Disruptions: Digital Era Redefining Etiquette

Description: Some people are so rude. Really, who sends an e-mail or text message that just says “Thank you”? Who leaves a voice mail message when you don’t answer, rather than texting you? Who asks for a fact easily found on Google?

Source: NYTimes.com

Date: March 10, 2013

11disrupt-tmagArticle

Then there is voice mail, another impolite way of trying to connect with someone. Think of how long it takes to access your voice mail and listen to one of those long-winded messages. “Hi, this is so-and-so….” In text messages, you don’t have to declare who you are, or even say hello. E-mail, too, leaves something to be desired, with subject lines and “hi” and “bye,” because the communication could happen faster by text. And then there are the worst offenders of all: those who leave a voice mail message and then e-mail to tell you they left a voice mail message.  Read Rest of Story 

 Questions for discussion:

1. Do you feel there is a real difference in ettiquite between online vs off line personal communications?  Why or Why Not

2.  What are your top five pet peeves with other people’s use of digital communication?

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20 thoughts on “Disruptions: Digital Era Redefining Etiquette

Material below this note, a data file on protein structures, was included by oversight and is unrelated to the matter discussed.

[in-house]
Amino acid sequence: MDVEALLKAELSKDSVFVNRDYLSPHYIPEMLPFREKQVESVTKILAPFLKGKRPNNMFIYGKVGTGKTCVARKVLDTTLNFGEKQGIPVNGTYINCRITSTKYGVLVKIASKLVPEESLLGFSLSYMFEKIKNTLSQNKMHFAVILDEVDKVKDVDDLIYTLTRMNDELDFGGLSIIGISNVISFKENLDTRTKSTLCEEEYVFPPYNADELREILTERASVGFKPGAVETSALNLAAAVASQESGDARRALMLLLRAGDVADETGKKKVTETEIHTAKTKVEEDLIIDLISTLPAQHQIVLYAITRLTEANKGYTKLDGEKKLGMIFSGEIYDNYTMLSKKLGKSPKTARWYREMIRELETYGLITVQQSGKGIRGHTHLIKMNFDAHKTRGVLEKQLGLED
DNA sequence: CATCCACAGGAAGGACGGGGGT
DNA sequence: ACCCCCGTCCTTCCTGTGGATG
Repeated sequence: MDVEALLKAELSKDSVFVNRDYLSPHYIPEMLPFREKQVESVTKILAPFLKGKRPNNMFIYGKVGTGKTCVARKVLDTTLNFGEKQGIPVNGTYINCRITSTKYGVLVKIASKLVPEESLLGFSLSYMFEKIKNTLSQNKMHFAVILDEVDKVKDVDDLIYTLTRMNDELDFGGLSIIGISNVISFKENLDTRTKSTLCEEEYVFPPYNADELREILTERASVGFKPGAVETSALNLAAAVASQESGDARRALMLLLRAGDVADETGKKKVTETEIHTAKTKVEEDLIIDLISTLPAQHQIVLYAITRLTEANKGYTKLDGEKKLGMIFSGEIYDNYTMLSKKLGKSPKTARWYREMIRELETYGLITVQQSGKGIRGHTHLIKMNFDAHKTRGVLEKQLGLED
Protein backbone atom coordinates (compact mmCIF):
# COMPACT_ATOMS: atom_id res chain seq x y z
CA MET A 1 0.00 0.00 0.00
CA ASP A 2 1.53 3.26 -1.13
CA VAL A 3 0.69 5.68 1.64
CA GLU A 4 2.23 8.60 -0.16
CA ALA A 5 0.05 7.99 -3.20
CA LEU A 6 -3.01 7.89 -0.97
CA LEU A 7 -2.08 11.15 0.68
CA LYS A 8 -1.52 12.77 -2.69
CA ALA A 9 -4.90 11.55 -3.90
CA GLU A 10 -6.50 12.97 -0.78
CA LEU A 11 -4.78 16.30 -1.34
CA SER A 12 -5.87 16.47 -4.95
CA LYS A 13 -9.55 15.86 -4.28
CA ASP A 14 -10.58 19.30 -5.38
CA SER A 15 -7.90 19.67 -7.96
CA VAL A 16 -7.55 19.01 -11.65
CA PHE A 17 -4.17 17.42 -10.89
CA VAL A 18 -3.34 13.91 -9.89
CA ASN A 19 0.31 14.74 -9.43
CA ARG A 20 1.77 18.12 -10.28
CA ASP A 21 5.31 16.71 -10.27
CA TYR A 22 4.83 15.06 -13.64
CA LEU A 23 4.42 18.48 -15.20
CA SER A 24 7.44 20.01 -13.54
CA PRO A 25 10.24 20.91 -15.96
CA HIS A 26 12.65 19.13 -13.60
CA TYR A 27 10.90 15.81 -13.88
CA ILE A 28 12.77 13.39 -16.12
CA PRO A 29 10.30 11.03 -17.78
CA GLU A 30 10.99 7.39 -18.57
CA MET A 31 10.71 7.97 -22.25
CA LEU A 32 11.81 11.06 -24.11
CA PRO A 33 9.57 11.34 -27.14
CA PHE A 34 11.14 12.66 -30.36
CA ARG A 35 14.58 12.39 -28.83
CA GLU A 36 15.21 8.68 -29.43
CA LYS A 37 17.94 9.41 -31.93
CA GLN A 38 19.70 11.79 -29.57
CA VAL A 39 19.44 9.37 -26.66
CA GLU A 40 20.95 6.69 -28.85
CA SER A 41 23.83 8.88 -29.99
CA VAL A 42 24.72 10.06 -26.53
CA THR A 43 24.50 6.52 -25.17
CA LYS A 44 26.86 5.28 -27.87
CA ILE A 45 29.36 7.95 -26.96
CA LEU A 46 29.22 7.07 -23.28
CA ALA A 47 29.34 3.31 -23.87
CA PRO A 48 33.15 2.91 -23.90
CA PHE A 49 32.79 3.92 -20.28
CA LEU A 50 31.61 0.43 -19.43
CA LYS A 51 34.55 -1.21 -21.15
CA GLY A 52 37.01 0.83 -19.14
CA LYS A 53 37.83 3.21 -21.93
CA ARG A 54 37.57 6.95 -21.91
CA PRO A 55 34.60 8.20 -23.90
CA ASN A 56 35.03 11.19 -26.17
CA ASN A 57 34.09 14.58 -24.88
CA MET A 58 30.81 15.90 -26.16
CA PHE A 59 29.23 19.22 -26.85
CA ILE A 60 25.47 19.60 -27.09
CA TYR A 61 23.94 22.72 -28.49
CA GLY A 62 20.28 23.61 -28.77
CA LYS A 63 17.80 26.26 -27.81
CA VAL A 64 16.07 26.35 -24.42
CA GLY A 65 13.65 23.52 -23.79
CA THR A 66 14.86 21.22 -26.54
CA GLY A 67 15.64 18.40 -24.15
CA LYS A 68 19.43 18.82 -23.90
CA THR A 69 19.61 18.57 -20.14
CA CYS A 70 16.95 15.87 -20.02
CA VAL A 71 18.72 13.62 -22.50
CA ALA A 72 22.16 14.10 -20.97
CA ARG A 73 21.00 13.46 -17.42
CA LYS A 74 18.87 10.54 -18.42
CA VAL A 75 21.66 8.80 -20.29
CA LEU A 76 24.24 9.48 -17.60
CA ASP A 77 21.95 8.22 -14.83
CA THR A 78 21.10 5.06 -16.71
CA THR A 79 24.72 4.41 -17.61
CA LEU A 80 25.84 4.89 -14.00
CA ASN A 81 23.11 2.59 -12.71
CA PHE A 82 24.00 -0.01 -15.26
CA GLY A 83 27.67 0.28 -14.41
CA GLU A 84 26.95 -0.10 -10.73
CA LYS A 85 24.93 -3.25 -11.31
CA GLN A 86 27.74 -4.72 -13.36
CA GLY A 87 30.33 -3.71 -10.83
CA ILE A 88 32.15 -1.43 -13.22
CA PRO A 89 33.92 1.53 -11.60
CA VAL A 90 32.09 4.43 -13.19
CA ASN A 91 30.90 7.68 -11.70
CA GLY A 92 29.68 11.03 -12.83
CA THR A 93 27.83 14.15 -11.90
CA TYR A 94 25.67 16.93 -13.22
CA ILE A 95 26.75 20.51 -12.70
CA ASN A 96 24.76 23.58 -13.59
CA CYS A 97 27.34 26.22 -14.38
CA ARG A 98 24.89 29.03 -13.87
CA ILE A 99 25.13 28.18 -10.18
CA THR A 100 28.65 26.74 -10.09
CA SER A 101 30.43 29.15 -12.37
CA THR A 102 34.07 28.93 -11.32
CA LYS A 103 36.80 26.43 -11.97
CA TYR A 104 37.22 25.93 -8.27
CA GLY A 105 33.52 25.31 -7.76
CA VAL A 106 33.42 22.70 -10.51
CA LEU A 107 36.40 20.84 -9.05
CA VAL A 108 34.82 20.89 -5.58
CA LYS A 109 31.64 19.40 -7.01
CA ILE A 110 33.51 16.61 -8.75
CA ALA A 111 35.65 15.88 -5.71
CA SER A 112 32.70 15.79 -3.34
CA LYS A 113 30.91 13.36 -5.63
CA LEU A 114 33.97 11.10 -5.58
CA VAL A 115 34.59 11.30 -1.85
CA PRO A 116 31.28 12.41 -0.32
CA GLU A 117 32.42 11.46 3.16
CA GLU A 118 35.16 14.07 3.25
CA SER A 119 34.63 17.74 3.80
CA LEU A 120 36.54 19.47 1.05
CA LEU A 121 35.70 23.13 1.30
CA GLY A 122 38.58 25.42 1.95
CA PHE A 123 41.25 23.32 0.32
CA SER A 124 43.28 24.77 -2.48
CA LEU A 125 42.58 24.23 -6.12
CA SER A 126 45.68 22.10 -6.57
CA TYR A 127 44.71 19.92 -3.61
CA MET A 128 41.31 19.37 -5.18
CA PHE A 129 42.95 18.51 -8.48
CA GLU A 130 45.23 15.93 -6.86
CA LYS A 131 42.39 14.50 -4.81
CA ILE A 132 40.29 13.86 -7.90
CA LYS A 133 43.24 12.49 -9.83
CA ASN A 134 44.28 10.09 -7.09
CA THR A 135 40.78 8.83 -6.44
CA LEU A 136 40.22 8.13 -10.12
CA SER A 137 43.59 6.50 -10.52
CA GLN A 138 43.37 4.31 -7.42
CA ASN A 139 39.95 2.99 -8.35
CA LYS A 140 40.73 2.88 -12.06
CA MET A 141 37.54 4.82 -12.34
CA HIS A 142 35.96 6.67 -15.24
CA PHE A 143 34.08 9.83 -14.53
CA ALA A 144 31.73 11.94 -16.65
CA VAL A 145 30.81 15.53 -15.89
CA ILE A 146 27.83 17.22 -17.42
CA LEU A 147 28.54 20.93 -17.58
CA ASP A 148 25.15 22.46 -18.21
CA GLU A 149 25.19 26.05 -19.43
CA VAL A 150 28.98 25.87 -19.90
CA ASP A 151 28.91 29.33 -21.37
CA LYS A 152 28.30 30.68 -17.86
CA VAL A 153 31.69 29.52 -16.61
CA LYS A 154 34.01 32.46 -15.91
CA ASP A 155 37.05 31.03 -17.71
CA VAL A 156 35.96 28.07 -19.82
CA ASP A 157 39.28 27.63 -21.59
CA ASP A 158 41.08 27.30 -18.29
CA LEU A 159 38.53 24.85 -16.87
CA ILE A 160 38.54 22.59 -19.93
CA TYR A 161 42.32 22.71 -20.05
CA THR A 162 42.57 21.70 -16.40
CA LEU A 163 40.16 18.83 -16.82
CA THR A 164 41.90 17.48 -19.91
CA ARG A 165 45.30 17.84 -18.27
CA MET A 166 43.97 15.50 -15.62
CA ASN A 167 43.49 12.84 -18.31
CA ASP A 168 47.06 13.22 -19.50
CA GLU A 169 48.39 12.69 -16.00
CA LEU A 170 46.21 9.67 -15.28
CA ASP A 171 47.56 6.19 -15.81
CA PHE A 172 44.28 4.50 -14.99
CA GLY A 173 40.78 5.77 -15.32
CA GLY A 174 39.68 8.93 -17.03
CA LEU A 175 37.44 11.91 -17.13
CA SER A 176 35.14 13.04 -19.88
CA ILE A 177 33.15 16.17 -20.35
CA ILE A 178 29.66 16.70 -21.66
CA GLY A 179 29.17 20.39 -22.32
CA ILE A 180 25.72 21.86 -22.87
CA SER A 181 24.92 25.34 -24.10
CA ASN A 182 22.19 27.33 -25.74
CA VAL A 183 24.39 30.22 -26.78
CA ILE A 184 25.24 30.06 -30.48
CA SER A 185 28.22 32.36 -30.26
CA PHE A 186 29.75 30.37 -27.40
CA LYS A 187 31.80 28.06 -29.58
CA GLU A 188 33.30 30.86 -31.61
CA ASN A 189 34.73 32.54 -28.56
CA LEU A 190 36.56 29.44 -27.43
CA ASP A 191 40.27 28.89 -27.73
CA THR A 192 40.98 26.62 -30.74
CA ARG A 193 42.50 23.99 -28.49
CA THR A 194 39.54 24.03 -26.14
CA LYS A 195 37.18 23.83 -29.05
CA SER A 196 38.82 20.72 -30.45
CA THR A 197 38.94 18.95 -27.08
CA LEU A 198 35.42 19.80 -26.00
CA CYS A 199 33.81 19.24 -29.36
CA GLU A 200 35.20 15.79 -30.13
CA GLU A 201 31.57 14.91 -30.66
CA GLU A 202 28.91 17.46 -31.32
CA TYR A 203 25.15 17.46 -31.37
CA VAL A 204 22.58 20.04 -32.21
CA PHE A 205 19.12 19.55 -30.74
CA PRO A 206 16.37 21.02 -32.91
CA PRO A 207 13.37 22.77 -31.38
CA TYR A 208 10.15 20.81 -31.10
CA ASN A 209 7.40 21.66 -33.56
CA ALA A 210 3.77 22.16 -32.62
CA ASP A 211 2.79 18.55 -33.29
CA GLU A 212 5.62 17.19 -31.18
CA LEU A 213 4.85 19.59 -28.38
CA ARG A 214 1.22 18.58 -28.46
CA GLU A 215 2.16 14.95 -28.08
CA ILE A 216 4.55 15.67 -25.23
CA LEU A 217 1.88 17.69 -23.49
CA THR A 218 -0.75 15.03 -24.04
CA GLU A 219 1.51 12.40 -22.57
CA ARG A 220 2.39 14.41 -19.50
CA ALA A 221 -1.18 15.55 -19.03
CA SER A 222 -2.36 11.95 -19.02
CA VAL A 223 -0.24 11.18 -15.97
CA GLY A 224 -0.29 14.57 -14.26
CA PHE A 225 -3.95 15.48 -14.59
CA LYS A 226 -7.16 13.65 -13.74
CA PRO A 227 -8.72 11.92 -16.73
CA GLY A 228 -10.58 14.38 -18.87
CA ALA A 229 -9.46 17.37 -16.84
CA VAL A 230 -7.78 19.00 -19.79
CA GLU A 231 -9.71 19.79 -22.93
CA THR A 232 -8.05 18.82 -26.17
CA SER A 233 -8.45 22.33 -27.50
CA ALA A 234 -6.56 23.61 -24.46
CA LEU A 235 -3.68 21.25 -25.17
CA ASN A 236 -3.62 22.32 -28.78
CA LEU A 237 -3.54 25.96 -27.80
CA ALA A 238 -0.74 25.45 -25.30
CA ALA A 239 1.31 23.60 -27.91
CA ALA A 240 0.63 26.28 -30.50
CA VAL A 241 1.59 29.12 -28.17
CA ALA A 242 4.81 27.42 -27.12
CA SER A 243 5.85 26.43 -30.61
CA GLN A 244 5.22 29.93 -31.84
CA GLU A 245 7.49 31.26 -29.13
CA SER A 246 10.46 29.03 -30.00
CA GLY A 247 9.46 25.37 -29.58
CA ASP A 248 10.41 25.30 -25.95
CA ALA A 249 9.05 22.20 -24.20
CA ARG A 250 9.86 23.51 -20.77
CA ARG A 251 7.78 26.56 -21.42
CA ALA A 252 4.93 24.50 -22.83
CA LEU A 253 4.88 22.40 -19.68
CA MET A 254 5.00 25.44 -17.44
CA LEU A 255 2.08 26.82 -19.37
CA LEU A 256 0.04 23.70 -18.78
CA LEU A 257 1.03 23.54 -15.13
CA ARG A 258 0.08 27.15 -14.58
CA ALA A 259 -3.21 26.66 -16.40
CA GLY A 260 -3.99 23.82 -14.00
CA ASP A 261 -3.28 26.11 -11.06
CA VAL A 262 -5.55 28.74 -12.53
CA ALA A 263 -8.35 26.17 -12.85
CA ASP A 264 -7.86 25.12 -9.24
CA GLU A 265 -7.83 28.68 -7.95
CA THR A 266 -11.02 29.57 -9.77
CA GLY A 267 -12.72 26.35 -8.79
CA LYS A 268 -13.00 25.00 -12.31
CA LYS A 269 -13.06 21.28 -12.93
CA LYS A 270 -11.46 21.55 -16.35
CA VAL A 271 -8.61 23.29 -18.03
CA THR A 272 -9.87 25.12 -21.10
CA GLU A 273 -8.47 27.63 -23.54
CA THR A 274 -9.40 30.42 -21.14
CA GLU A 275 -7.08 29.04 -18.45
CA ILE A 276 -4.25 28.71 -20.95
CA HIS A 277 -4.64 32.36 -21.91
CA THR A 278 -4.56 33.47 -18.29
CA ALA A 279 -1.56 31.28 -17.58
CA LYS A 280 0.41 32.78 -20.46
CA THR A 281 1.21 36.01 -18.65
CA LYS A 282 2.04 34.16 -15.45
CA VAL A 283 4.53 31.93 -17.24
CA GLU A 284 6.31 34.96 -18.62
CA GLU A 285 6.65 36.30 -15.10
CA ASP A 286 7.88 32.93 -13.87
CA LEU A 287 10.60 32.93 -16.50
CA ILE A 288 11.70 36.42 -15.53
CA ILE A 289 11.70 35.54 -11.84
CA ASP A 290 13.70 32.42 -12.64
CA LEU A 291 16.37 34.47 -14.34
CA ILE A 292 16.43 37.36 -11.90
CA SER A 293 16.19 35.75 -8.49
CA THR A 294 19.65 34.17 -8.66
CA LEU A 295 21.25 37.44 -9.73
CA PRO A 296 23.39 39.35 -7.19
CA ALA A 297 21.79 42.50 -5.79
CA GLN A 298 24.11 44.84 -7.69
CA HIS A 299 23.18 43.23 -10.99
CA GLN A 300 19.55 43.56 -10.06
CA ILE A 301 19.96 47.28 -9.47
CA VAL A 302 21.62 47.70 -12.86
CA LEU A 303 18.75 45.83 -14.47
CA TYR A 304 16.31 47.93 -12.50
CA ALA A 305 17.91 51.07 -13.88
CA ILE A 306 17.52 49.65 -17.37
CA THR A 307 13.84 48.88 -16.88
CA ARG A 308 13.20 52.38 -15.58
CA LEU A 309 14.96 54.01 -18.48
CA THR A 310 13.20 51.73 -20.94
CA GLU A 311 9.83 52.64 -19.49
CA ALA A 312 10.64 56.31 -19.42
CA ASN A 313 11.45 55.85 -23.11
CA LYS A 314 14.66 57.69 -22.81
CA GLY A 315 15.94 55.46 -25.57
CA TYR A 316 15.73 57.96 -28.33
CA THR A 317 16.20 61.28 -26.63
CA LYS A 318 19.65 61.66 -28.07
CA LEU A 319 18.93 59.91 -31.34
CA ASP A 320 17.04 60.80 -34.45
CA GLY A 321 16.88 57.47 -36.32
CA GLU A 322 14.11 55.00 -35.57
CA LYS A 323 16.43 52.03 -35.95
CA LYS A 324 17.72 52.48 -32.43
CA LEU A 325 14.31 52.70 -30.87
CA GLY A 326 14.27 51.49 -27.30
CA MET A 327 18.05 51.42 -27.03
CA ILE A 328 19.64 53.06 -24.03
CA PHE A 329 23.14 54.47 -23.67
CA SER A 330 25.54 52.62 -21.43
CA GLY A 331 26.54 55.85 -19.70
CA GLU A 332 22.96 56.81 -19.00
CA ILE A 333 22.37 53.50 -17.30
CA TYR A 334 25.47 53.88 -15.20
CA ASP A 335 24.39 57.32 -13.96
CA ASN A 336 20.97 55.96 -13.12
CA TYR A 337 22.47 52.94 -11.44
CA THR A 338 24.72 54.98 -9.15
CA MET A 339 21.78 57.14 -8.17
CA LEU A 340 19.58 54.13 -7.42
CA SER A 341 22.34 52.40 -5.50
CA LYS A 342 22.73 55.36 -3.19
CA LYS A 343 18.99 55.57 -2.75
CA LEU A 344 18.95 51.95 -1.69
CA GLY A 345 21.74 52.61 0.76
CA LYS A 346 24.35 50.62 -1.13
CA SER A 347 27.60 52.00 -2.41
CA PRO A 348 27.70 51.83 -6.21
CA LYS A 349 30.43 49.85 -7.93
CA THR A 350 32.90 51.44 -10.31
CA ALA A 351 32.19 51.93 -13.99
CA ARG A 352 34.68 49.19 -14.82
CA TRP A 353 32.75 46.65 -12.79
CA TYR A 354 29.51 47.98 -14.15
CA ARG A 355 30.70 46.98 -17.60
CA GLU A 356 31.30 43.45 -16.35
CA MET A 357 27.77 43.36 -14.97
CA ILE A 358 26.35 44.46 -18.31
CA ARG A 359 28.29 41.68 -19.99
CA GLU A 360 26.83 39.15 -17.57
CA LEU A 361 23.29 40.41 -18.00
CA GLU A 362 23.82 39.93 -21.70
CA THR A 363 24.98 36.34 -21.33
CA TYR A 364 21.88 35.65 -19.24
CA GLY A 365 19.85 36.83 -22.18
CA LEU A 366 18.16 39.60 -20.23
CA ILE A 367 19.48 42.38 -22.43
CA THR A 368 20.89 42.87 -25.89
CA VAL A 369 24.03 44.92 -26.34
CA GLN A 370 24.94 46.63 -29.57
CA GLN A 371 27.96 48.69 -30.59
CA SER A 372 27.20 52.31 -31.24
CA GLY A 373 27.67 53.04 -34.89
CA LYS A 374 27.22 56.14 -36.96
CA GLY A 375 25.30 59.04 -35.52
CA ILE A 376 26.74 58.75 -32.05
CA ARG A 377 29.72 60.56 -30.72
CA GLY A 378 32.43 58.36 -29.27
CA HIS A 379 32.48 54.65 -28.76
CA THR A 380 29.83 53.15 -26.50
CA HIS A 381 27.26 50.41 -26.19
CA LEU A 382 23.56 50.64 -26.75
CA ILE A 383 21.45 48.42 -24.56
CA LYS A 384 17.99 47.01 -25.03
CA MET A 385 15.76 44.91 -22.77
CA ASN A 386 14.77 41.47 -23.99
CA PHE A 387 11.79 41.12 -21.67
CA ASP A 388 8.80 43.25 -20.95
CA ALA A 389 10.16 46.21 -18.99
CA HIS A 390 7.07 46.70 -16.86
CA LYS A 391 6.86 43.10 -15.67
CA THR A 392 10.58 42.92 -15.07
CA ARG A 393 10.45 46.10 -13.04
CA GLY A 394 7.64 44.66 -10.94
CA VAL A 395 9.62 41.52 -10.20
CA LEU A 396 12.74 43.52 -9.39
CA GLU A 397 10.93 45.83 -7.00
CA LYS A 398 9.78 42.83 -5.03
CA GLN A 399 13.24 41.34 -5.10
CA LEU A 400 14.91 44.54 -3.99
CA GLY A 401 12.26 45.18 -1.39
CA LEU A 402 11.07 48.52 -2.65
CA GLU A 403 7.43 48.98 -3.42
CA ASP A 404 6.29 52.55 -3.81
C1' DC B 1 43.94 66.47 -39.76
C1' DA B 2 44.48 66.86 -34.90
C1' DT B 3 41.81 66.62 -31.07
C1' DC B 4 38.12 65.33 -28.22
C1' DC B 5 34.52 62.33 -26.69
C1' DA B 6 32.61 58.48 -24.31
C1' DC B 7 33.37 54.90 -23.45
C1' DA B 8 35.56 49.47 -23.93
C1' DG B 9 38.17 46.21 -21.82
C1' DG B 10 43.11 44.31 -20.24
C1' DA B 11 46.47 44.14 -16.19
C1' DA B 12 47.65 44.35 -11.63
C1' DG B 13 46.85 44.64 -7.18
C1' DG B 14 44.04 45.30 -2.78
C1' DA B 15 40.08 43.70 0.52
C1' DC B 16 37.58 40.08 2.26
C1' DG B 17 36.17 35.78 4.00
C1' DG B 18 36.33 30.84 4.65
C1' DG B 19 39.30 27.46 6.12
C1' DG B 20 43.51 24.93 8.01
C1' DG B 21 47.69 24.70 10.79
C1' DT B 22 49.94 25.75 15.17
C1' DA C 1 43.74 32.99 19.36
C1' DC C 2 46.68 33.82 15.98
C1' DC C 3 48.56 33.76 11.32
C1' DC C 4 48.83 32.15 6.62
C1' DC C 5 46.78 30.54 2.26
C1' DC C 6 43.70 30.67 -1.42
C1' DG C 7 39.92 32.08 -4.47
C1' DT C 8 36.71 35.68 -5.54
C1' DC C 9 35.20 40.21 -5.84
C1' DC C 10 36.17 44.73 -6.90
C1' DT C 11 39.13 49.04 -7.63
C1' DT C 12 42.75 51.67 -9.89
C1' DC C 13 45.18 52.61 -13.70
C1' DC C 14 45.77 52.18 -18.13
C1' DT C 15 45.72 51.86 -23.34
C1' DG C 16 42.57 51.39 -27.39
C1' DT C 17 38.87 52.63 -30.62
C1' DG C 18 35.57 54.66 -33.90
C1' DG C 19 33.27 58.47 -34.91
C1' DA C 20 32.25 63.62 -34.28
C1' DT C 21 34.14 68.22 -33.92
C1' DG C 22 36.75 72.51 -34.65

1. Oyinkan Bakinson

    There is a very large difference between etiquette between online versus off line personal communications. People are usually more abrupt and rude online because they cannot see the person that they are talking to. Emails are full of grammatical errors, half typed sentences etc. Normal courtesies are not held online. People tend to treat everyone the same way online; they do not remember that there are very distinctive groups of people. You cannot send the same form of email to a friend and your boss.
    1) When people hold conversations that are supposed to be face to face via text.
    2) I despise it when people ask me where I have been, just because I haven’t updated my Facebook status or tweeted does not mean I am dead. I just have a life and I do not wish to inform the word of my every move.
    3) I don’t like it when people call, email or text in the middle of the night then get angry if I don’t reply.
    4) When people attack me for not changing my display picture, I mean it is mine, hence the term my display picture.
    5) When people get on my case for not replying them and I’ve been busy, out of town or even lost my phone.
    6) When people ask a question that requires an extremely long answer via text. Why don’t you just call me? What makes them think I want to spend 20 minutes typing out a text?

    Reply
  2. Matt Gough